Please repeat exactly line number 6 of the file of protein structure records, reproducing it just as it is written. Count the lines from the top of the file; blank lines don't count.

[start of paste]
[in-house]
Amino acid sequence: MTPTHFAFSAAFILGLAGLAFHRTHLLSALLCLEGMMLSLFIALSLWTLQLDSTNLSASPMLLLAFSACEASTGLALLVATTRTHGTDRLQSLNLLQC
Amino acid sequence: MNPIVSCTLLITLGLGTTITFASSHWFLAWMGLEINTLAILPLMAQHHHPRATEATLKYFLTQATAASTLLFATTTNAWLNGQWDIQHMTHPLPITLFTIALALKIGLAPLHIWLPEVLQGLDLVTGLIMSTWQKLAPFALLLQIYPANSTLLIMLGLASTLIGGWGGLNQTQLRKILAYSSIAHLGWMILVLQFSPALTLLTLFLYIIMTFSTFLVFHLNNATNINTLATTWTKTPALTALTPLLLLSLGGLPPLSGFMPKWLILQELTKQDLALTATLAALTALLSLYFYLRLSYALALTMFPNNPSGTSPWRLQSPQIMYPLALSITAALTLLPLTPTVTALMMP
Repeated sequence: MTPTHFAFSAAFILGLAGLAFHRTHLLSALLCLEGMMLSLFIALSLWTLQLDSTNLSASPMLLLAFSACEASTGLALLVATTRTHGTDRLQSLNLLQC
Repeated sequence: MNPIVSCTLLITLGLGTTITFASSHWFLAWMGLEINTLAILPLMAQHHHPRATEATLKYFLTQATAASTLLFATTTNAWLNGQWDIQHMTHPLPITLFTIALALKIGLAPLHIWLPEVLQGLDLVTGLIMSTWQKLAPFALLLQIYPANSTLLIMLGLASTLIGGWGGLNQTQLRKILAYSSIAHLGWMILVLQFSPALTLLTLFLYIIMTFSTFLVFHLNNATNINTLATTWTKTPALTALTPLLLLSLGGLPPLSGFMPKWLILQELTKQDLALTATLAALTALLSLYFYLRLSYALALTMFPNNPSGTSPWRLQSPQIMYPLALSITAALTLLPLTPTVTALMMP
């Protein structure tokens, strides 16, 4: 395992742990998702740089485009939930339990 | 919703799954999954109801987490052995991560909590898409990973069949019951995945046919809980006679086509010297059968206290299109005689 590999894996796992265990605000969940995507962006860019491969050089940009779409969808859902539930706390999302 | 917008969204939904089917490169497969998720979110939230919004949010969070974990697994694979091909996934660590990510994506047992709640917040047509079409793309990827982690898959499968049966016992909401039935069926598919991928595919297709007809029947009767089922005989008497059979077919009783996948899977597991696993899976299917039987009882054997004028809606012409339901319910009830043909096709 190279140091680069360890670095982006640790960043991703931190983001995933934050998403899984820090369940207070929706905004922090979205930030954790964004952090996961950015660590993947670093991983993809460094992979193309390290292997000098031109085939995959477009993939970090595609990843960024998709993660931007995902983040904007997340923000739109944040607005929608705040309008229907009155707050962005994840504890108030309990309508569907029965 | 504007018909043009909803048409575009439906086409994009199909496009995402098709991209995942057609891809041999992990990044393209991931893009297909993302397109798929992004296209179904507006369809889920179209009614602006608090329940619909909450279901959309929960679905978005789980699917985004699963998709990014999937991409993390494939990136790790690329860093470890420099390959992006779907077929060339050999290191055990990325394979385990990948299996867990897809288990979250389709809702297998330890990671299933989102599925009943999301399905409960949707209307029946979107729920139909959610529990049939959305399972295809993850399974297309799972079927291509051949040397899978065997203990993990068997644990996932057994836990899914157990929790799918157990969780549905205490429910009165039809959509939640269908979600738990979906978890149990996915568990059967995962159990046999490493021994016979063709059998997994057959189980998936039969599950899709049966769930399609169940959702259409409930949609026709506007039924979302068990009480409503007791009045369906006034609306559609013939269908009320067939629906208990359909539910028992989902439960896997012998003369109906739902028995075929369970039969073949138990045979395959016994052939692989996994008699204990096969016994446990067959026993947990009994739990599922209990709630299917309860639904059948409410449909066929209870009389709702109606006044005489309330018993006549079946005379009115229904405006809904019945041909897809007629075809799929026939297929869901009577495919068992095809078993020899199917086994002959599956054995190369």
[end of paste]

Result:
């Protein structure tokens, strides 16, 4: 395992742990998702740089485009939930339990 | 919703799954999954109801987490052995991560909590898409990973069949019951995945046919809980006679086509010297059968206290299109005689 590999894996796992265990605000969940995507962006860019491969050089940009779409969808859902539930706390999302 | 917008969204939904089917490169497969998720979110939230919004949010969070974990697994694979091909996934660590990510994506047992709640917040047509079409793309990827982690898959499968049966016992909401039935069926598919991928595919297709007809029947009767089922005989008497059979077919009783996948899977597991696993899976299917039987009882054997004028809606012409339901319910009830043909096709 190279140091680069360890670095982006640790960043991703931190983001995933934050998403899984820090369940207070929706905004922090979205930030954790964004952090996961950015660590993947670093991983993809460094992979193309390290292997000098031109085939995959477009993939970090595609990843960024998709993660931007995902983040904007997340923000739109944040607005929608705040309008229907009155707050962005994840504890108030309990309508569907029965 | 504007018909043009909803048409575009439906086409994009199909496009995402098709991209995942057609891809041999992990990044393209991931893009297909993302397109798929992004296209179904507006369809889920179209009614602006608090329940619909909450279901959309929960679905978005789980699917985004699963998709990014999937991409993390494939990136790790690329860093470890420099390959992006779907077929060339050999290191055990990325394979385990990948299996867990897809288990979250389709809702297998330890990671299933989102599925009943999301399905409960949707209307029946979107729920139909959610529990049939959305399972295809993850399974297309799972079927291509051949040397899978065997203990993990068997644990996932057994836990899914157990929790799918157990969780549905205490429910009165039809959509939640269908979600738990979906978890149990996915568990059967995962159990046999490493021994016979063709059998997994057959189980998936039969599950899709049966769930399609169940959702259409409930949609026709506007039924979302068990009480409503007791009045369906006034609306559609013939269908009320067939629906208990359909539910028992989902439960896997012998003369109906739902028995075929369970039969073949138990045979395959016994052939692989996994008699204990096969016994446990067959026993947990009994739990599922209990709630299917309860639904059948409410449909066929209870009389709702109606006044005489309330018993006549079946005379009115229904405006809904019945041909897809007629075809799929026939297929869901009577495919068992095809078993020899199917086994002959599956054995190369």